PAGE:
On Saturday, October 17, the NTRA Activities Committee sponsored a Town Talk on ZOOM given by David Lewes, project manager at the William & Mary Center for Archeological Research. Lora Caputo introduced the speaker to more than two dozen virtual attendees. The central topic was the history of habitation at Roper Homestead Park, but the presentation broadened to include interesting facts about James City County and the Tidewater region of Virginia and beyond.
Roper Park was examined on two occasions, first in 1990, and again in 2004, when New Town Associates, LLC, commissioned studies in anticipation of a US Army Corps of Engineers permit application for construction as part of their development of New Town. Mr. Lewes’ maps showed the location of archeological ‘hotspots’ and explained how the digs were conducted. Slides showed the location of building and farmstead remains, including a well-preserved brick foundation with brick hearth outline and a ‘robber hole,’ described as an area dug out to retrieve previously used and buried material. Types of household items found in the different dirt strata included nails and other building materials and ceramic fragments, largely pearlware and whiteware, which were in popular use in the first half of the 19th century. The sites have been covered up to preserve what remains underground and markers have been placed around Roper Park to provide some of its history. The items removed from the site are in storage at the William & Mary archeological lab.
2003 Roper Park Excavation
While most of the findings in New Town are from the mid-19th century Roper farm, Mr. Lewes said that sites of prehistoric occupation on local stream valleys, some as old as 8000 years ago, have been documented, including in an area near the commercial parking lot east of New Town Avenue. Another site of interest is behind Legacy Hall.
The period following the American Revolution was a time of decline in the Tidewater as the capital was moved to Richmond, the soil was depleted by overproduction of tobacco, plantations were divided and many people went west in search of better opportunity. Much information has been lost because James City County sent many records to a central warehouse near Richmond for safekeeping. These were destroyed during the southern retreat from Petersburg to Appomattox when the warehouse storing land records caught fire by mistake as the Confederates set fire to stores of tobacco and other valuable goods to keep them out of Union hands.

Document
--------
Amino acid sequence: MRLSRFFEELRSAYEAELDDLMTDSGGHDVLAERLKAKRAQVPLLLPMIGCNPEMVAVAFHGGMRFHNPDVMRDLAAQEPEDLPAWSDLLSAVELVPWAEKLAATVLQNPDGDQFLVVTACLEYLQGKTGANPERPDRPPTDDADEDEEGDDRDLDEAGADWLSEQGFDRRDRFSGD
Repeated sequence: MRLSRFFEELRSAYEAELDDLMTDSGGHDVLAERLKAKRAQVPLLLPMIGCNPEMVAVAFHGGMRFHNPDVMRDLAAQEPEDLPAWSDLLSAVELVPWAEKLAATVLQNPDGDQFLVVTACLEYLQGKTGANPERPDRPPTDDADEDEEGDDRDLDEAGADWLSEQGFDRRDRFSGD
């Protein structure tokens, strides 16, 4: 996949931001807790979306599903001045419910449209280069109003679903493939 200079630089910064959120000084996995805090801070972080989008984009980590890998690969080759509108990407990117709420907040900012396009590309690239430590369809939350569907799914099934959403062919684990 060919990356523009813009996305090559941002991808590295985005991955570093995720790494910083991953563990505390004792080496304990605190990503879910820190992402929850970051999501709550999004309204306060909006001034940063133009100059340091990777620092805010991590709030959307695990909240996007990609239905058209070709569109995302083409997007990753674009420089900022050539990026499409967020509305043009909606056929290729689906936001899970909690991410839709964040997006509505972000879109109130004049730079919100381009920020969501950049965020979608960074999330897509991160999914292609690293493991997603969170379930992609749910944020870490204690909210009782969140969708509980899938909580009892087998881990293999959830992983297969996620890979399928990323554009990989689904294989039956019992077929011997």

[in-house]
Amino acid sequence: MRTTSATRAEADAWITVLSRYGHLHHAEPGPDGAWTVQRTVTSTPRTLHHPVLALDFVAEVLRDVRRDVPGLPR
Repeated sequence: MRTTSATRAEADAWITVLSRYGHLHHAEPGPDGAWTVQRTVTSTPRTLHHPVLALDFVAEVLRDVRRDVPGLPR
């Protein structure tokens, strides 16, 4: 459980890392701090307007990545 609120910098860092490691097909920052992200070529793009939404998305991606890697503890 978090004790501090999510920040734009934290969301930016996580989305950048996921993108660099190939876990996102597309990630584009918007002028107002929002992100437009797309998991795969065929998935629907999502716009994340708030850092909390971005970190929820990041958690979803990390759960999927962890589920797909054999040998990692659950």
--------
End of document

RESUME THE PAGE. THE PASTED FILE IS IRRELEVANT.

Military mapping from the Civil War era shows a wooded site where the Roper farmstead had been. Other items of interest on the maps are the names of local property owners. On one Confederate map is an area marked as ‘Negro’ with no name attribution. Mr. Lewes said there were many free blacks in the region, especially in the Centerville area. Confederate maps did not include names for these landholders, but many are believed to have come from Greensprings Plantation when its owner manumitted all his slaves for religious reasons and gave them property in the Jolly Pond area, where many descendants still reside.
Other information that was preserved through tax, census and court records show the changing ownership, make up and value of the Roper homestead, beginning with Randolph Roper in the early 1800’s. Only the owner’s name is provided in these records, the names of other residents, both free and enslaved, is not recorded. Records continue through a man named Tolliver (Taliaferro) who developed a plan for a residential subdivision in 1912 that never came to fruition. He then sold to the Caseys, owners of property near where Blair Middle School stands today. The Casey family held the tract until the late 20th century, and the rest is New Town history.
Also in response to questions about the prehistoric sites found in the New Town area, Mr. Lewes provided the following link to a report about nearby prehistoric sites that Center archeologists investigated as part of the planning process for the Route 199 project.
Additional information on Roper Homestead property ownership, occupation and the excavations can be found in a previous Town Crier article “History in Our Midst—Roper Park” from July 2019.